Communication Boards Can Be Used For….A Lot

May 11, 2013 by - Leave your thoughts

Communication Boards Can Do A Lot
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When we think of AAC and communication boards or displays, we often think of comprehensive core and fringe words.  We think of a board that will represent the most possible communication functions, vocabulary, and generative language. However, there are many other ways to create and use communication boards. There are many other ways because there are many reasons we communicate and sometimes it is best to create a communication board that focuses on a specific communication need. AAC is not one thing but a system of communication supports, and for most AAC users, there should be a multitude of communication options that will aid in robust communication and language needs.

All AAC users should have a comprehensive individual communication display whether low tech (communication book) or high-tech (AAC device or App).  But…. many AAC users will also benefit from communication boards that support a specific communication purpose.  The reason for developing and using specific purpose communication boards and displays can be based on:

  • The goals and challenges of an individual AAC user- Think of Mikey, a 12-year-old boy who had many interesting experiences with his family. He loved camping, motor cycles, musical instruments and concerts, water parks, and holidays. When he was with his family, he often brought objects from the experiences to them and they developed a routine of talking about relevant aspects of the activity. But when he was with peers or unfamiliar adults he often sat or paced with little initiation of communication or even interaction. Mikey had a communication device that he used for academic work and communication in school but he did not use it for story telling which was one of his goals. The challenge was to make story telling easier and more salient so he would no longer be with peers or familiar adults and ‘appear’ to not have anything to say. See below for Communication Boards for Story Telling.
  • A specific activity or experience lends itself best to the most efficient and quick communicating Think of Anne who was traveling to Australia for the first time. She was a tourist in a new place And she was an AAC user. She had planned to do lots and lots of site seeing. Her main mode of traveling was by taxi.  She was worried that her comprehensive communication device would not let her communicate efficiently enough to navigate the taxi system and drivers to get to where she wanted to go in a pleasant manner.  The  ‘rides’ were made much smoother when she found out about a ‘Talking Taxi Communication Board’.                                                                        Kangaroo
  • A communication accessibility issue for a group of individuals with AAC needs.- Think about a public park or playground. Wouldn’t it be great if there were communication boards or displays that could be accessed by anyone who was there. There could be core and fringe vocabulary but it would allow anyone who needed the supports to access them. We have seen these types of supports used in group areas at schools, clinics, and even at a real playground through the Queensland Project. We hope to see communication supports everywhere someday because that would allow for universal participation and at the same provide AAC awareness and education for the public as well as for people who need AAC, but do not have it yet.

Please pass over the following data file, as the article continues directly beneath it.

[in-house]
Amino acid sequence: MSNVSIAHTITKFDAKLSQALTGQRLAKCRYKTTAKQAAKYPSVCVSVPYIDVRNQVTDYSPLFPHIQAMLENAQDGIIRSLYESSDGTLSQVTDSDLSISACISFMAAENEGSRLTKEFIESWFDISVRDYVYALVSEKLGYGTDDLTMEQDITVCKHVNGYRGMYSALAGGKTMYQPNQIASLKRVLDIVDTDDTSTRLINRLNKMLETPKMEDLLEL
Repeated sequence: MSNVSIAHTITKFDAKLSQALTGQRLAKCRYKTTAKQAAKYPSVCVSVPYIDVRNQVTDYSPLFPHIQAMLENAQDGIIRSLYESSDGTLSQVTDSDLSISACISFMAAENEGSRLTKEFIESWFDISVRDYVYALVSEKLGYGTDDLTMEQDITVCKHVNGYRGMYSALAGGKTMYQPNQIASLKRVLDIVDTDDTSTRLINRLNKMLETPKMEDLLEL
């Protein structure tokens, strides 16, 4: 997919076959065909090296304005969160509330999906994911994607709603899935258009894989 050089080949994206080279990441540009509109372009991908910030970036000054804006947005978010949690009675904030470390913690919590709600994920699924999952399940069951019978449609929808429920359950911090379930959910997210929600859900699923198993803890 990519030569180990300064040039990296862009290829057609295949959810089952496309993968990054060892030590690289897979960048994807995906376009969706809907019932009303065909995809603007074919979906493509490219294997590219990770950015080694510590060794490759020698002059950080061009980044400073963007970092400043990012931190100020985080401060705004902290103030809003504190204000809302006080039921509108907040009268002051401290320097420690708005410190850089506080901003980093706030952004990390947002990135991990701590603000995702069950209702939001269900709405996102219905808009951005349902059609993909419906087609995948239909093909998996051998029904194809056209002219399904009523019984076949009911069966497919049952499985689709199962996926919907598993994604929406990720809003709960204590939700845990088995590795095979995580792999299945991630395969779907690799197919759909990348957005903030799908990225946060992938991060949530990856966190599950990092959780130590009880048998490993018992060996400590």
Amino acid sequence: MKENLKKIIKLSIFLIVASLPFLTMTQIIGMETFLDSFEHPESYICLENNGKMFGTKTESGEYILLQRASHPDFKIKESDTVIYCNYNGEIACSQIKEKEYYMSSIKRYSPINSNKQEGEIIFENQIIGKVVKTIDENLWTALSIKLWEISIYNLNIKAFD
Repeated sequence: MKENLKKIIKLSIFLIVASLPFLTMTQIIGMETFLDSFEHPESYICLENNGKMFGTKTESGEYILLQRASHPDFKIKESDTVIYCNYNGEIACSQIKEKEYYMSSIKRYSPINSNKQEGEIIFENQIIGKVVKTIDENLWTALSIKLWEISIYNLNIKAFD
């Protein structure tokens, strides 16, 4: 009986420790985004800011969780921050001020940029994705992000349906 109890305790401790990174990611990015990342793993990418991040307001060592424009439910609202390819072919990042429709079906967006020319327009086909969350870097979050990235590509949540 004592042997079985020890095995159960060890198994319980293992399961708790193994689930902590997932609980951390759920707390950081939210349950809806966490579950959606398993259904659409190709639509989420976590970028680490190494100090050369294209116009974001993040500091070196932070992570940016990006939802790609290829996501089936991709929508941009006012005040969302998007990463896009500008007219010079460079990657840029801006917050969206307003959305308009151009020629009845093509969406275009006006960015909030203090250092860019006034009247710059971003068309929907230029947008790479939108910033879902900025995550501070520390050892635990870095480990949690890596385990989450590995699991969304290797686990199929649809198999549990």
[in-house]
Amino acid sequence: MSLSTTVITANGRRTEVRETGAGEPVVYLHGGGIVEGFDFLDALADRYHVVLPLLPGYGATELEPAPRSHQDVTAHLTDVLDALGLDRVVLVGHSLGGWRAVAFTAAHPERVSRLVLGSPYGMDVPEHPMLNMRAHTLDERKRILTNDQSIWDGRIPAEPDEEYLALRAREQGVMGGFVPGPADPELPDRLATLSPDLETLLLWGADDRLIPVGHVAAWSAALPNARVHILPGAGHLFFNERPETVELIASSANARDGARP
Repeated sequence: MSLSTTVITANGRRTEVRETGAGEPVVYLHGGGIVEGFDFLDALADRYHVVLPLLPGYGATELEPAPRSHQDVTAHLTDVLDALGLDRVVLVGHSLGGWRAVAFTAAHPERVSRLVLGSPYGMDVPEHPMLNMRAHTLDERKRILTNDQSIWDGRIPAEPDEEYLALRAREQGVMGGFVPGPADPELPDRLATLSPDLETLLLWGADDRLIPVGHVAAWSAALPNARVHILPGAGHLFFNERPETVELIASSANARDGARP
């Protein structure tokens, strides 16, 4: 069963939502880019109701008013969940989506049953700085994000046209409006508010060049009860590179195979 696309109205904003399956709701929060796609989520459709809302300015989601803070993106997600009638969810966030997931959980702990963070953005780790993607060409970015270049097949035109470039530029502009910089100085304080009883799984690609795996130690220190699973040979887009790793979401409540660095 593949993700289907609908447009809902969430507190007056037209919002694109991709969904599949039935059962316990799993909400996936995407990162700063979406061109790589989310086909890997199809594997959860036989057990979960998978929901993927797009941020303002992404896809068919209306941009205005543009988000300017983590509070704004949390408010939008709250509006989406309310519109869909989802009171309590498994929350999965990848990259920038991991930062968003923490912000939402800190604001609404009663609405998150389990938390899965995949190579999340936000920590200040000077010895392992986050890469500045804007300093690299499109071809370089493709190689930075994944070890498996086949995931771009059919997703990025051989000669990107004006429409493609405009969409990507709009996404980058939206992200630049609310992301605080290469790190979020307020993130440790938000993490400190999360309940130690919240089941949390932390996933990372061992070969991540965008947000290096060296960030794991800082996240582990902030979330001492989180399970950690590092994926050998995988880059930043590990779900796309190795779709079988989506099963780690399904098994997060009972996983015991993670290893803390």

Accessible Playground With Communication Supports                                 Girl using communication board

Think about developing and using communication books for many reasons and as part of an AAC system.  Presume competence, use aided language input & other language facilitation techniques, and use communication routines frequently, repetitively, and with variety and Be AMAZED. Consider some of the following communication book purposes and feel free to share some of your own.

Communication Books for:

  1. Small Talk & Gossip- Small talk is a big part of our day. AAC users need to be able to participate in small talk and gossip in order to be viewed as competent communicators.   To learn much more about this: Check out an EXCELLENT  presentation by Jane Farrall:  Small Talk, Gossip, & Tall Stories: Using AAC Socially.
  2. Story Telling- As we get older (beyond childhood), we start doing more story telling as a way to connect with other people. We like to tell each other about our experiences. Story telling is a form of narratives but partner focused questions, starters, and fillers, can all be embedded into the story telling communication board.
  3. Specific Activities/Experiences- Sometimes we need to have access to communication boards that meet the communication needs within one very specific activity or conversational experience. It makes most sense if that specific vocabulary is easily available in a format that allows for quick and efficient communication. Think about meal menu communication books, library communication books, girl chats, boy chats, medical visits or emergencies etc.


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This post was written by Robin Parker

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